While watching Twilight of the Golds on Showtime last month, I was finally glad that the religious right is also primarily pro-life. Twilight is a movie whereby an expectant couple determines through genetic research that their son will be gay. The situation presents the couple with a choice, should they keep the baby. The expectant mother's brother is gay, which only adds to the problem when he finds out they are considering aborting the baby.
But the movie does raise some interesting issues. How will things change when a trait such as sexual orientation can be determined before birth?
This month, I decided to go to the source and ask Simon LeVay, known for finding differences between the brains of gay and straight corpses. He is also the author of a syndicated column and a forthcoming novel which delves into the same space as Twilight of the Golds. So, check out the cover story to see what Simon has to say.
In the June Oasis, I hope to feature a special section called "Portable Pride." The idea behind it is that June is typically the month whereby most cities have their gay pride celebrations. But to most teens, going to such an event isn't an option.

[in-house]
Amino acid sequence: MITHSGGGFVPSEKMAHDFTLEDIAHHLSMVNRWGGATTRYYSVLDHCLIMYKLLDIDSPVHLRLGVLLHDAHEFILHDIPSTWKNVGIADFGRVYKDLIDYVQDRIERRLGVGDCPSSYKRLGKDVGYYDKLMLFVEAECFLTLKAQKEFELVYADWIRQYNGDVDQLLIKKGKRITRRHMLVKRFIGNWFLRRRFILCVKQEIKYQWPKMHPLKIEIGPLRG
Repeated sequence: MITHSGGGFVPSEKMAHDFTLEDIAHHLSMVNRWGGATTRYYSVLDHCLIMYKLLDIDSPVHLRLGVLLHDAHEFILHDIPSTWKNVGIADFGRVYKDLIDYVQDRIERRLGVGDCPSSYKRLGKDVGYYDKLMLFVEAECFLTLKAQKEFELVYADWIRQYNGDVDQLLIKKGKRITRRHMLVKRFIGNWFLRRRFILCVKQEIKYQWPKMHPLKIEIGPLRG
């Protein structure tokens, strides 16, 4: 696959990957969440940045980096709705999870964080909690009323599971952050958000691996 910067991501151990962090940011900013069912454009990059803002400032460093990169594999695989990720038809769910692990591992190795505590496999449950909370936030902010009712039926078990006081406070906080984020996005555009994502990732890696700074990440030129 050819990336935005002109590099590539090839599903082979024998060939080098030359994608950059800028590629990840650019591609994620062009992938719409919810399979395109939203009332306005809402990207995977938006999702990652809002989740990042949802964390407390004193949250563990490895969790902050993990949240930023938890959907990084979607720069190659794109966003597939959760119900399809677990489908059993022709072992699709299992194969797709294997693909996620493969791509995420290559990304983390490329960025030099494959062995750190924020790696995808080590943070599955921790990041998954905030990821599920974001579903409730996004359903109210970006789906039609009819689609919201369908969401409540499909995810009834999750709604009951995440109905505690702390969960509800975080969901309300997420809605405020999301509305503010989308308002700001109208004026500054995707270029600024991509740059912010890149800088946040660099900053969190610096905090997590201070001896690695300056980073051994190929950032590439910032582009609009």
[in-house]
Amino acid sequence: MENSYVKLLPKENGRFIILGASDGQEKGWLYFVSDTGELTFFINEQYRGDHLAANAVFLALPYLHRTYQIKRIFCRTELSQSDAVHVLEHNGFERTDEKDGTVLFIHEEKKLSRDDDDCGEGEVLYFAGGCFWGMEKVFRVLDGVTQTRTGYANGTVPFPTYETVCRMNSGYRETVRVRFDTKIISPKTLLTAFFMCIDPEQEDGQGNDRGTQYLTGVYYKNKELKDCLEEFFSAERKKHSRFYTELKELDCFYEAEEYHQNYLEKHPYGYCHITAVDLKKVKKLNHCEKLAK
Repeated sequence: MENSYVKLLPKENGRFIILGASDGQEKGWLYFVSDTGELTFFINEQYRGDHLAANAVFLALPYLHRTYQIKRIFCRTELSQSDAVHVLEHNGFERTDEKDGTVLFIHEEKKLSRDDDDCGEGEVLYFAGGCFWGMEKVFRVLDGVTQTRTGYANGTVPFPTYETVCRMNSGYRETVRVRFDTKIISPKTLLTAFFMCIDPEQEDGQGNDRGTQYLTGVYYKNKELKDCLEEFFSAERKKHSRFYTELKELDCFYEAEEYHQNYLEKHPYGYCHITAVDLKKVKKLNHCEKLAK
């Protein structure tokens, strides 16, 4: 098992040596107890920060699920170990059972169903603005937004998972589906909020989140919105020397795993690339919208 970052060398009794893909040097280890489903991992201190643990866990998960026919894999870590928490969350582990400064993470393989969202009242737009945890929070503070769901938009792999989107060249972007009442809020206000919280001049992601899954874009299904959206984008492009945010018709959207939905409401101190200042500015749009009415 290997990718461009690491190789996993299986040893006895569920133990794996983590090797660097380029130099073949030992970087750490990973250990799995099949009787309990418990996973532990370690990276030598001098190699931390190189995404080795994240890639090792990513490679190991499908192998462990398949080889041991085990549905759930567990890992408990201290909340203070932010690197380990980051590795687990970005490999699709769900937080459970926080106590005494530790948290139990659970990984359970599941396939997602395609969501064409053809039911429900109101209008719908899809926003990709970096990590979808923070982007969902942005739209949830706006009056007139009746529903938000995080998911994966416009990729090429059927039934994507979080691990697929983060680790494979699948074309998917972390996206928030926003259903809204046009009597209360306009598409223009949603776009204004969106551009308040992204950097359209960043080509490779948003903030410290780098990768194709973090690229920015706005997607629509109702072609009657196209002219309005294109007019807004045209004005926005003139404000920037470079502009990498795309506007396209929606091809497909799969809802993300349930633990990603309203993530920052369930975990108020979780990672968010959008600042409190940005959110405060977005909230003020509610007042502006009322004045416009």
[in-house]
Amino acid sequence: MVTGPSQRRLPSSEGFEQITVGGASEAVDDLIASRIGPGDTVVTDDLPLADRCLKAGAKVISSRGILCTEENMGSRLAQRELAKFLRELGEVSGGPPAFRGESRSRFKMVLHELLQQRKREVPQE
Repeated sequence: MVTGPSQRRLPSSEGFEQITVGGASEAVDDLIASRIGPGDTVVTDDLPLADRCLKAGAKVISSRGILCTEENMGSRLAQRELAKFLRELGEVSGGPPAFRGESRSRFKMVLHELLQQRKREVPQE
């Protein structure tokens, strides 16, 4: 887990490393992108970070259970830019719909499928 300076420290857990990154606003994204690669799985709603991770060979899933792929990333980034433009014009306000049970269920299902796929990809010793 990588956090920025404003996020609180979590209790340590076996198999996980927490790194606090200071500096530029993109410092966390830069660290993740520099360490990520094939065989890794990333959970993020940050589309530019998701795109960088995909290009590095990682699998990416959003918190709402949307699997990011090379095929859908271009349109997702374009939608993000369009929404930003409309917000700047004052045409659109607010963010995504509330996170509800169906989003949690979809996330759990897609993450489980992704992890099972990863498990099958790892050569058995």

So, what I'm asking people to do is to write a brief synopsis of a CD, video or book that has helped you feel better about yourself, regarding your sexuality. That way, people who read Oasis who are unable to get to pride events, can find something to do on their own to further accept and feel good about their sexuality.
Send your submission by May 20 to firstname.lastname@example.org. You do not have to put your name on the article, if you don't want.
But I think spending a few minutes of your time sharing what has helped you in your life can really make a difference to kids who may not know what a good gay novel is, or what band has a gay singer that might sing to their soul.
You may never know the effect of your writing a quick review for Portable Pride, but it just furthers the options available for someone who may still feel alone and is looking to reach out.
Because for many queer youth, it still is a desert out there.